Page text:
Tag Archives: high school

RCHS tennis off to winning start

NEWS-LEDGER — March 6, 2013 —

From River City
High School

The River City High School Tennis Team defeated both Amador and Bear River 7 to 2 and then opened Sierra Valley Conference (SVC) action with a 9-0 shutout of Union Mine to start the 2013 season a perfect 3 and 0.

At Amador, Lily He and Edward Xu won their #2 singles matches and the visitors swept all five doubles contests.  In the girls’ pairs, Sarah Yang and Sonia Bola took the top spot 8-2 while Nicole Melido teamed with Julia Quenga for an 8-0 win at #2.  On the boys side, Matthew Tagupa and Akshay Prabhakar earned an 8-3 victory at #1 and Ben Gerelkhuu and Muradan Chhay overcame a slow start to win 8-5.  Lina Vang and Amran Khan cruised to an 8-0 shutout in mixed doubles.

Up in Lake of the Pines against Bear River, Cindy Oseguera led the way with a 10-2 win in the top girls singles position and Lily He won 10-4 at #2.  Gerelkhuu provided a 10-4 victory at #2 boys.  Tagupa teamed up with Bola to take mixed doubles 10-2 and Sarah Yang partnered with Lina Vang to dominate #1 girls doubles 10-1.  In boys doubles, Xu and Prabhakar won 10-3 while Khan and Phillip Dinh cruised 10-1.

The season’s home opener was also the first SVC match of the young season and the host Raiders came out well-prepared.  Michael Lee took care of the top boys singles match 6-4,6-3 and Xu won at #2 6-1,7-5.  These were the two closest matches of the day as He won 6-2,6-2 at #1 girls singles and Bola rolled 6-0,6-1 at #2.  In doubles, RC lost  total of just seven games in ten sets.  Khan and Tagupa won 6-1,6-1 at #1 boys and Dinh and Prabhkar scored a perfect 6-0,6-0 “double bagel” at #2.  On the girls side, Oseguera and Sarah Yang (#1) and Melido and Lina Vang (#2) each posted 6-2,6-0 wins.  Chhay and Ger Yang breezed through mixed 6-1,6-0.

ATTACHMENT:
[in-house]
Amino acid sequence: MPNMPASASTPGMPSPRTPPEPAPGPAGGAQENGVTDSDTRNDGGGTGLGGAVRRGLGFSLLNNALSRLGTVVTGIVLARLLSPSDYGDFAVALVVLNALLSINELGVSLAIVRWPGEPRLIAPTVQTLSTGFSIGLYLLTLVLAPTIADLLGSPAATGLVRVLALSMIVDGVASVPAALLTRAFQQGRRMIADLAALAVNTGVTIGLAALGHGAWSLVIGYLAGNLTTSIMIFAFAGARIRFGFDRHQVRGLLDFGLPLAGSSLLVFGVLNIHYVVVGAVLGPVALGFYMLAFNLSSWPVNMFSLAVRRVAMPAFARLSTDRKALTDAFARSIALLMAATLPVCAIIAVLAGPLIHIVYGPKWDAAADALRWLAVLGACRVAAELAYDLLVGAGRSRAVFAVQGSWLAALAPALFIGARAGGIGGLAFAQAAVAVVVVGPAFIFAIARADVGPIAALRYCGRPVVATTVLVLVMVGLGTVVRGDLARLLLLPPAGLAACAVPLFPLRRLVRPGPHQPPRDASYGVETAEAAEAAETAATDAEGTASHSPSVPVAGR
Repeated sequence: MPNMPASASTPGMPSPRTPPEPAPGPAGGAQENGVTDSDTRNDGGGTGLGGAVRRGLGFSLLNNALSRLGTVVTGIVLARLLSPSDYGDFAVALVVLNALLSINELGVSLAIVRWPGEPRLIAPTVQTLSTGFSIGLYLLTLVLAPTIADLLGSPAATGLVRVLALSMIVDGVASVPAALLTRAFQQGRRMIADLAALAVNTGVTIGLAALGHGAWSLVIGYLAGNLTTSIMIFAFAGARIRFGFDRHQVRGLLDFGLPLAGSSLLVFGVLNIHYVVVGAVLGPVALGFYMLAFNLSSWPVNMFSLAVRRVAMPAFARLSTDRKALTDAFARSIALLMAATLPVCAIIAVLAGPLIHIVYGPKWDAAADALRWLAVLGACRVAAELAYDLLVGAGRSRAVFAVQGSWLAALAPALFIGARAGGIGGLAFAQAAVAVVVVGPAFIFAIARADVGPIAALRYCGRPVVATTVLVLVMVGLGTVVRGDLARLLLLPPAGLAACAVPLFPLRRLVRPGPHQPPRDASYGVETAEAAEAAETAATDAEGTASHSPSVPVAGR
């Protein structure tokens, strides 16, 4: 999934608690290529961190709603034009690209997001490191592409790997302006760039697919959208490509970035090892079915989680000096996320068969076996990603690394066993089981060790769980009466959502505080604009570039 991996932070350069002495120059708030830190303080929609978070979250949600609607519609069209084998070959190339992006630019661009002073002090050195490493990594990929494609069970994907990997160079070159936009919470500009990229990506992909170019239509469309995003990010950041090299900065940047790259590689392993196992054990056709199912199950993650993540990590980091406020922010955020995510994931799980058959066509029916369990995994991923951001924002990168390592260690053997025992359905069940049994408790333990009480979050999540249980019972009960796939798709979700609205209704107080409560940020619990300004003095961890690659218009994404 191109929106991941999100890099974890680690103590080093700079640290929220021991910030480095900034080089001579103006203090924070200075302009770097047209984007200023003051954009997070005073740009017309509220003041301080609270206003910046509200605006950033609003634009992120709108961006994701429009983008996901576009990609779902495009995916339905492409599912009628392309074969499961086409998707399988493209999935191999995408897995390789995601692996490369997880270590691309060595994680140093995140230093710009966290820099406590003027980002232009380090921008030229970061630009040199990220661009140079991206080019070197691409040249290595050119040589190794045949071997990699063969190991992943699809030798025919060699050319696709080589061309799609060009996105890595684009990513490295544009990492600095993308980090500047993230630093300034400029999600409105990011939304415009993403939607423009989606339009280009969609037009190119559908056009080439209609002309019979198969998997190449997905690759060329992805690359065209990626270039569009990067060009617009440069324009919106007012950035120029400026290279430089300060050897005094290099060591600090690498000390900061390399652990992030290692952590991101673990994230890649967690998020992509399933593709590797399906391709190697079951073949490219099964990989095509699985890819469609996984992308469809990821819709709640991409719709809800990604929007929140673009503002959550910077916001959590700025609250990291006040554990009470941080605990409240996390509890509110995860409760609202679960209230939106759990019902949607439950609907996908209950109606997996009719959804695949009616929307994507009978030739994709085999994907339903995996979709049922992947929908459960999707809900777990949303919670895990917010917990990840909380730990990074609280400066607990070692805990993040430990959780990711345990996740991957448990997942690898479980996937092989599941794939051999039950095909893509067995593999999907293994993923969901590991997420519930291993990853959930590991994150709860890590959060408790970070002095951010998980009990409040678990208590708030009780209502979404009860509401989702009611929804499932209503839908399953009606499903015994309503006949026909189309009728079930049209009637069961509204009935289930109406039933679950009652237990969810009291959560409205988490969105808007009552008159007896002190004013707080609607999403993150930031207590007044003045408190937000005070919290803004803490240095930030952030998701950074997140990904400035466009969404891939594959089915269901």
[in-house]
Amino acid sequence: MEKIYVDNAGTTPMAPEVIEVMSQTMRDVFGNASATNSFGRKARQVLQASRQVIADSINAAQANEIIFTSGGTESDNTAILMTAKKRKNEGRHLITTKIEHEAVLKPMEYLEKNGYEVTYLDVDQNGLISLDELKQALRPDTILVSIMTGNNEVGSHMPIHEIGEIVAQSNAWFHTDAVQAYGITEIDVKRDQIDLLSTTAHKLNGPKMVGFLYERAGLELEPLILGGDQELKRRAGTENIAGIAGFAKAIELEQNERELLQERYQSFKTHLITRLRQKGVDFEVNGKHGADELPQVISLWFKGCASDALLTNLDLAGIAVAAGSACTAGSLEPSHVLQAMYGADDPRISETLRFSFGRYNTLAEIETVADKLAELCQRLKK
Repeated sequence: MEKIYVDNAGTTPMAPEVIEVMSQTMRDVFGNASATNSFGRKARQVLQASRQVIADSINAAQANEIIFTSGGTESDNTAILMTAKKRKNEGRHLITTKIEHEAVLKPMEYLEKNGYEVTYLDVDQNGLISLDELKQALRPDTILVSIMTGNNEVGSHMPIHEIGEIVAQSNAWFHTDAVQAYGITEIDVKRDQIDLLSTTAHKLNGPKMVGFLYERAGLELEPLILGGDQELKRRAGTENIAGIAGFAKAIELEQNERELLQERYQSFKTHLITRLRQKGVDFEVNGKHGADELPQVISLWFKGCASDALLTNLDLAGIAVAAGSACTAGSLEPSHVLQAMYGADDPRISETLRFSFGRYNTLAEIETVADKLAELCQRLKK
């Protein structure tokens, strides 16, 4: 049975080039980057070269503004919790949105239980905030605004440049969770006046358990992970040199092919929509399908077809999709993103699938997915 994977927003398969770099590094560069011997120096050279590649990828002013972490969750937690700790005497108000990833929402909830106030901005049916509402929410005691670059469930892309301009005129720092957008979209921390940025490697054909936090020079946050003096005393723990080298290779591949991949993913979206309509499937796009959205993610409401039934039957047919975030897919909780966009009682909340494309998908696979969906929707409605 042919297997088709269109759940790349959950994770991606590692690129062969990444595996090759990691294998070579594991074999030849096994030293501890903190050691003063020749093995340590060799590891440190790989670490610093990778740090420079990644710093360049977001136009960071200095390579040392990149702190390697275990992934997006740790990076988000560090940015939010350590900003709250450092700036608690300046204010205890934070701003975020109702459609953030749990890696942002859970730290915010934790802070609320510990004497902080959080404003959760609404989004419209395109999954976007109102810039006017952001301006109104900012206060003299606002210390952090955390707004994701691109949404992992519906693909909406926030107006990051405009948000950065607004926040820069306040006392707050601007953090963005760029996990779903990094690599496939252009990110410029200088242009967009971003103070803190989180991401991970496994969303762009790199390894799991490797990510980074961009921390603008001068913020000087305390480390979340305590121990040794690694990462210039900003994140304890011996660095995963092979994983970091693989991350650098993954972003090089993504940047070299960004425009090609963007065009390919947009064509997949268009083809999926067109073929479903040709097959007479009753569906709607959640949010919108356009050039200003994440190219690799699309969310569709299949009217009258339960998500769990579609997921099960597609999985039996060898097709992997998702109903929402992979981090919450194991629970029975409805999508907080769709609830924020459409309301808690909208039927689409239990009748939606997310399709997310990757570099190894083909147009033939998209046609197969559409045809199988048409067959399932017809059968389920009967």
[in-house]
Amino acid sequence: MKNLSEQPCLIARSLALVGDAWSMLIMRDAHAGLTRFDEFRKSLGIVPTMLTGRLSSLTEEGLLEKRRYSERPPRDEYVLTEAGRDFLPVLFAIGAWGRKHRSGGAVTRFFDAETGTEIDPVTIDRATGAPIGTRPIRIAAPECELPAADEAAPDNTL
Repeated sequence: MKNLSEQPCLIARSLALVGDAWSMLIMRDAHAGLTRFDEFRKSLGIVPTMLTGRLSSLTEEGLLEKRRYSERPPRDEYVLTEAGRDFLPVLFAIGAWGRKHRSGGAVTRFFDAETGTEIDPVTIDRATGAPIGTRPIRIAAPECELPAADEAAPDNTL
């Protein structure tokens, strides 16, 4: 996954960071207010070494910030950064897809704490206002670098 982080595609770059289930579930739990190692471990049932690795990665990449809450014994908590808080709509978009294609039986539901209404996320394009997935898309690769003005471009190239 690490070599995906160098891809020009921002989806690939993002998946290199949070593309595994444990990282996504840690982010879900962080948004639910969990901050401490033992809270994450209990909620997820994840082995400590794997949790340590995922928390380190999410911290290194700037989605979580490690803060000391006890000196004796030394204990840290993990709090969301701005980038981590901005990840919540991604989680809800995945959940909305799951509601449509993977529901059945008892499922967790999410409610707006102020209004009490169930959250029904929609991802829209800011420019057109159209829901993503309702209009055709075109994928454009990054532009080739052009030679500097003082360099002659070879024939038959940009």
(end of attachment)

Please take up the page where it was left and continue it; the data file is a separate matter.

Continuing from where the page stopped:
Next up for RC will be nonleague matches tomorrow (March 7th) at Lincoln, Friday the 8th at home against Bret Harte, Monday the 11th at home vs. Delhi, and then back to SVC play in a home match against Galt on Tuesday the 12th.  Matches begin at 4:00 p.m.

Copyright News-Ledger 2013

New ‘patisserie’ aims to provide pastry treats — and job training for local teens

The wares, in a glass display case just inside the doors of the Collings West Sacramento Teen Center (News-Ledger photo)

The wares, in a glass display case just inside the doors of the Collings West Sacramento Teen Center
(News-Ledger photo)

NEWS-LEDGER — FEB 20, 2013 —

By Steve Marschke
News-Ledger Editor

You can now pick up a lemon tart, éclair or canalé – all made under the supervision of a trained pastry chef – at an unlikely place: the Collings West Sacramento Teen Center.

The new pastry shop, or patisserie, is open for your morning treats from 7-11 a.m. on weekdays at 1541 Merkley Avenue, and it is intended to become a place where West Sacramento teens can learn job skills.

Recent high school grad Lane Byers works with pastry (Courtesy of Jennifer Enright)

Recent high school grad Lane Byers works with pastry
(Courtesy of Jennifer Enright)

The shop is headed up by Gary Campbell. He’s a self-described “local boy” who has trained for bakery skills at the Cordon Bleu in Portland and worked for the Mandarin Oriental Hotel in Las Vegas before layoffs at the hotel nudged him back to West Sacramento. He’s also a longtime assistant coach for the River City High School football team.

“The teen center is a nonprofit – we fight for the same dollars as other nonprofits,” explained Campbell, 53. But with support from sponsors like Agrium, the chemical company with a plant in West Sacramento, the center was able to start the new pastry shop venture.

Putting a kitchen in the teen center wasn’t a new idea.